A model of coupled giant planet migration must account for the disk evolution driven by viscous torques and wind dispersal (EUV photoevaporation,.) A model of coupled giant planet migration must account for the disk evolution driven by viscous torques and wind dispersal (EUV photoevaporation, Dullemond et al. 2007, Clarke ) Continuity equation + thermal balance
The disk evolves with time due to viscosity (→ mass accretion on the star) and photoevaporation. The local gas density decreases with time and when the planets (Jupiter and Saturn for example) begin to migrate outwards they may not go far out. In the GT model Jupiter and Saturn may not have enough time to return to their present position. Ad example, 1D models predict a superficial density around 100 g/cm 2 or lower at 1 AU by the time Jupiter migrates to 1.5 AU.
Only in a minority of disk models (less than 2%) the planets are able to move back to 5 AU or beyond, possible site of their formation IN ADDITION: In evolved disks with low density, the 2:1 occurs first and the planets move inwards. D'Angelo & Marzari (2012)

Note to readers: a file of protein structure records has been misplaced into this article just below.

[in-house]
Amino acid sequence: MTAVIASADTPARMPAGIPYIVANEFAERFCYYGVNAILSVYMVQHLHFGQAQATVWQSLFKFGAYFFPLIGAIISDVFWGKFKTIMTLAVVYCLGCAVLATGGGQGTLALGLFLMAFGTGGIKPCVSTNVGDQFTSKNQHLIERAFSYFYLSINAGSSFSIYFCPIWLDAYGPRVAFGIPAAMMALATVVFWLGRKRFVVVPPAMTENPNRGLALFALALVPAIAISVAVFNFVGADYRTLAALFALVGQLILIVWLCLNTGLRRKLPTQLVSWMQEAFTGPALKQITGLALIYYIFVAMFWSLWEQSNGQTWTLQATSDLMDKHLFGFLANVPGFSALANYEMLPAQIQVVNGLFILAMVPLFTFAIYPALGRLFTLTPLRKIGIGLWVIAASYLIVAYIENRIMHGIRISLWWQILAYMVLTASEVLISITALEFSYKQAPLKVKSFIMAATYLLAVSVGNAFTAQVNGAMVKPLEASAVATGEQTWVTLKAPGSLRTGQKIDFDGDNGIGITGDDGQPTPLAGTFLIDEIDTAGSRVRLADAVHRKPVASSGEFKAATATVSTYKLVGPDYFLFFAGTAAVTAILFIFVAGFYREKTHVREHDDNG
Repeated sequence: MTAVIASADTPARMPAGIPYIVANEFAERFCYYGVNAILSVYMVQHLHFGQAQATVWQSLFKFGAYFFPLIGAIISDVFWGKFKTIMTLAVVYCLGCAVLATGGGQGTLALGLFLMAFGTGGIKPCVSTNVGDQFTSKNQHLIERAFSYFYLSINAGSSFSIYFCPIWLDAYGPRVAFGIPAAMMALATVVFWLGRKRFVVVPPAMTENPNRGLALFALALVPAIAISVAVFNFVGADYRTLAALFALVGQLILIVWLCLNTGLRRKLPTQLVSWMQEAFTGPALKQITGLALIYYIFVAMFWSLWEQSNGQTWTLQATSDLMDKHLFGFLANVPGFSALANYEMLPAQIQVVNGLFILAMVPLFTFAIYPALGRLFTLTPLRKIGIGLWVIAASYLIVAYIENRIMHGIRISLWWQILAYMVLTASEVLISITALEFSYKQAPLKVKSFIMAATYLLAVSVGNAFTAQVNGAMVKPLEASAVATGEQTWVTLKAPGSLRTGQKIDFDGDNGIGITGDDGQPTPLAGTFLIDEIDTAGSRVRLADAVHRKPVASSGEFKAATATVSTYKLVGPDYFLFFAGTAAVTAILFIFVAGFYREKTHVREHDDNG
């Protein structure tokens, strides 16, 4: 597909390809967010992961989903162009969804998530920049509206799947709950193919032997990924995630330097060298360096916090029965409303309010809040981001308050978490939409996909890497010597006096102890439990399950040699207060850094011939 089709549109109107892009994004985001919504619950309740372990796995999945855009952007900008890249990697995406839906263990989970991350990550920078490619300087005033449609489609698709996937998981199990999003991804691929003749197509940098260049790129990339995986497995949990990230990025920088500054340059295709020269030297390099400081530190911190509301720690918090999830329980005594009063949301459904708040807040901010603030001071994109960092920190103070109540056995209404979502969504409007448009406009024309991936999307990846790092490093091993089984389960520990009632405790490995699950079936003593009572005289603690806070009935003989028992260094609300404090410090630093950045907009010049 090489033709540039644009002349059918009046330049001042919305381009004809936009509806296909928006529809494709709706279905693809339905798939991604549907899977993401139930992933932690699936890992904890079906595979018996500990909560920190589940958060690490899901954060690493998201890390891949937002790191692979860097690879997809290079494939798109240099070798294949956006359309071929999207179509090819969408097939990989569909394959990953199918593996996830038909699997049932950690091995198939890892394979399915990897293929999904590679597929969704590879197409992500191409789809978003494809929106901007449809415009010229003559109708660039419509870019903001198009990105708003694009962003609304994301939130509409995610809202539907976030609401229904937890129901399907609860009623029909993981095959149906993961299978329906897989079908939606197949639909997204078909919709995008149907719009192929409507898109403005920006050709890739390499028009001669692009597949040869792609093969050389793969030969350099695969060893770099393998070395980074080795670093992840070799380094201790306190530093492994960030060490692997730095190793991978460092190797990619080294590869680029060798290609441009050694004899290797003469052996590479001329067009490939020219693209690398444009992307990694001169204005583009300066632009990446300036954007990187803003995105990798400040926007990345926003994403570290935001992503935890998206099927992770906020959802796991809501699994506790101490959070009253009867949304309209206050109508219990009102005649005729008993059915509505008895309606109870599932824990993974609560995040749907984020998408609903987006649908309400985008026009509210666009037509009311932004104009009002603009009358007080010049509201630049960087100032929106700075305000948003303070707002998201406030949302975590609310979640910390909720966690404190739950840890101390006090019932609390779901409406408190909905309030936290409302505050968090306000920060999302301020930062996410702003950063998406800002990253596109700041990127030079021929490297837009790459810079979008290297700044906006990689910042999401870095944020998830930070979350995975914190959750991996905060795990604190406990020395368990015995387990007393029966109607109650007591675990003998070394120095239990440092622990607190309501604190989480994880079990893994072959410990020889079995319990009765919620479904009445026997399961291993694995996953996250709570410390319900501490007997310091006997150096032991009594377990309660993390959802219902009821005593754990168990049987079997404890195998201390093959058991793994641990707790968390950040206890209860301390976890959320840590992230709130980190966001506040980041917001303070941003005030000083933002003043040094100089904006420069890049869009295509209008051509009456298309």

Mass growth of the two planets may lead to violation of the conditions for outward migration Gas is accreted within 0.1 R H (under the hypothesis of disk-limited accretion rate). Time (10 4 yr) ~ 1600 gr/cm 2 ~ 5000 gr/cm 2 ~ 800 gr/cm 2 ~ 50 gr/cm 2 (at 1 AU)
. Conditions for extended migration of planets in resonance The interior planet's mass must exceed that of the exterior planet during all migration. If the mass growth changes the ratio, the outward migration is interrupted and possibly reversed. The gas density has not to be too low at the time of trapping otherwise the planets are captured in the 2:1 resonance. This sets a lower limit on the gas density at the capture. The outward migration must be fast before the dispersal of the disk. The planets must not have crossing orbits